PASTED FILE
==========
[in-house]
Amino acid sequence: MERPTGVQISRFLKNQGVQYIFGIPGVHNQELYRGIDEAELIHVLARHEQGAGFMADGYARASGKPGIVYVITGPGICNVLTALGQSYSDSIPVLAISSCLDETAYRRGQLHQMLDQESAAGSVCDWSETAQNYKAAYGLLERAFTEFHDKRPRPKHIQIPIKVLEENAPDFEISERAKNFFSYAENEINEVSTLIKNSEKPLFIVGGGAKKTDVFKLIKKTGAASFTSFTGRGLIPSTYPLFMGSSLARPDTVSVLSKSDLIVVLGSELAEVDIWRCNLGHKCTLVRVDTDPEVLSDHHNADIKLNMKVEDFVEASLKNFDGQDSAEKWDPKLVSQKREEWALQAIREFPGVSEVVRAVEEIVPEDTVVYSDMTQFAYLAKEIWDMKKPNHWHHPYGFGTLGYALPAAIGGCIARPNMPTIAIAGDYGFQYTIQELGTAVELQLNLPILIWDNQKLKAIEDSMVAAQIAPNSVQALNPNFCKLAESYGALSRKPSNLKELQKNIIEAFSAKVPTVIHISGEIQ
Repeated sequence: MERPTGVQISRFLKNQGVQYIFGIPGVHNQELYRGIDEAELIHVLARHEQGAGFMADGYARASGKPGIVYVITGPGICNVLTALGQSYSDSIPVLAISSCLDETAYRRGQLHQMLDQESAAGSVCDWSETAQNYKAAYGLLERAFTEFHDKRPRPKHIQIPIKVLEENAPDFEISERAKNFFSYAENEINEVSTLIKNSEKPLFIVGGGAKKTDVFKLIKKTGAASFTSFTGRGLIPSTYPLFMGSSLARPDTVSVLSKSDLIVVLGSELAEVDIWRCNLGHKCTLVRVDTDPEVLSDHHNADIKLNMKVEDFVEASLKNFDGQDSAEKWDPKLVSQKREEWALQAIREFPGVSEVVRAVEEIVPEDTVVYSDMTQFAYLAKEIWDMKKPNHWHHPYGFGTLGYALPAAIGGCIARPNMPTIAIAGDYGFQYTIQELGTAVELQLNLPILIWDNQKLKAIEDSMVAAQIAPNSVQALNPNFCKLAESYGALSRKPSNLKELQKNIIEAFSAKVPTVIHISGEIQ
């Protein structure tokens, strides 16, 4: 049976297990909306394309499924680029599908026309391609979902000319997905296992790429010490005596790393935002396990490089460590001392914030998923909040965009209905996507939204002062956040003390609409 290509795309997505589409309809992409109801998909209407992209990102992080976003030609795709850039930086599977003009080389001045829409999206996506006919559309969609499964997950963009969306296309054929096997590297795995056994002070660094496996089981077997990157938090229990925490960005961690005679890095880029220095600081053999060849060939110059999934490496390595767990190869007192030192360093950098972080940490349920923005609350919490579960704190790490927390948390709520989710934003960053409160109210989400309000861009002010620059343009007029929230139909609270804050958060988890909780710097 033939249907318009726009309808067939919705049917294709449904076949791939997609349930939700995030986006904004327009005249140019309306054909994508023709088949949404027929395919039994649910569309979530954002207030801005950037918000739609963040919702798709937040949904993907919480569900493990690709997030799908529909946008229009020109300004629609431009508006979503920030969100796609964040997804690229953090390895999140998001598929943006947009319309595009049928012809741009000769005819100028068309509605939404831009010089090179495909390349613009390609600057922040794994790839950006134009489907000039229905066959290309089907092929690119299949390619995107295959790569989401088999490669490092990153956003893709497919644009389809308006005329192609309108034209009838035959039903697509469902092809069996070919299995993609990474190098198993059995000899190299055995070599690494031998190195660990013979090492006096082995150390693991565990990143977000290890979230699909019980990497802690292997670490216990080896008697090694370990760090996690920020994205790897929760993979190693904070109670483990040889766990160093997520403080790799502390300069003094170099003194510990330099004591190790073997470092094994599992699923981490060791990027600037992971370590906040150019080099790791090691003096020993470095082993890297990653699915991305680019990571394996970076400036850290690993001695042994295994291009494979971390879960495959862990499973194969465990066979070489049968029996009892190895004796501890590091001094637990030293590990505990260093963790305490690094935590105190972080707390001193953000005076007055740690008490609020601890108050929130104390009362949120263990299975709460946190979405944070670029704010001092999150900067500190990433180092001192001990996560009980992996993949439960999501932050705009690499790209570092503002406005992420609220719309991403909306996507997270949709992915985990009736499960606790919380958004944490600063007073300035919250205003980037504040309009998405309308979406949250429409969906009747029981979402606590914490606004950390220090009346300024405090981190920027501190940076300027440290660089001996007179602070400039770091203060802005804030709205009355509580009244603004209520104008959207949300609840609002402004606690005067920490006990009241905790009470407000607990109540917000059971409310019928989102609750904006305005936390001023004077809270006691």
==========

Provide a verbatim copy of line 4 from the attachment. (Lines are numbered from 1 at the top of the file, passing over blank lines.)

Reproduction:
């Protein structure tokens, strides 16, 4: 049976297990909306394309499924680029599908026309391609979902000319997905296992790429010490005596790393935002396990490089460590001392914030998923909040965009209905996507939204002062956040003390609409 290509795309997505589409309809992409109801998909209407992209990102992080976003030609795709850039930086599977003009080389001045829409999206996506006919559309969609499964997950963009969306296309054929096997590297795995056994002070660094496996089981077997990157938090229990925490960005961690005679890095880029220095600081053999060849060939110059999934490496390595767990190869007192030192360093950098972080940490349920923005609350919490579960704190790490927390948390709520989710934003960053409160109210989400309000861009002010620059343009007029929230139909609270804050958060988890909780710097 033939249907318009726009309808067939919705049917294709449904076949791939997609349930939700995030986006904004327009005249140019309306054909994508023709088949949404027929395919039994649910569309979530954002207030801005950037918000739609963040919702798709937040949904993907919480569900493990690709997030799908529909946008229009020109300004629609431009508006979503920030969100796609964040997804690229953090390895999140998001598929943006947009319309595009049928012809741009000769005819100028068309509605939404831009010089090179495909390349613009390609600057922040794994790839950006134009489907000039229905066959290309089907092929690119299949390619995107295959790569989401088999490669490092990153956003893709497919644009389809308006005329192609309108034209009838035959039903697509469902092809069996070919299995993609990474190098198993059995000899190299055995070599690494031998190195660990013979090492006096082995150390693991565990990143977000290890979230699909019980990497802690292997670490216990080896008697090694370990760090996690920020994205790897929760993979190693904070109670483990040889766990160093997520403080790799502390300069003094170099003194510990330099004591190790073997470092094994599992699923981490060791990027600037992971370590906040150019080099790791090691003096020993470095082993890297990653699915991305680019990571394996970076400036850290690993001695042994295994291009494979971390879960495959862990499973194969465990066979070489049968029996009892190895004796501890590091001094637990030293590990505990260093963790305490690094935590105190972080707390001193953000005076007055740690008490609020601890108050929130104390009362949120263990299975709460946190979405944070670029704010001092999150900067500190990433180092001192001990996560009980992996993949439960999501932050705009690499790209570092503002406005992420609220719309991403909306996507997270949709992915985990009736499960606790919380958004944490600063007073300035919250205003980037504040309009998405309308979406949250429409969906009747029981979402606590914490606004950390220090009346300024405090981190920027501190940076300027440290660089001996007179602070400039770091203060802005804030709205009355509580009244603004209520104008959207949300609840609002402004606690005067920490006990009241905790009470407000607990109540917000059971409310019928989102609750904006305005936390001023004077809270006691």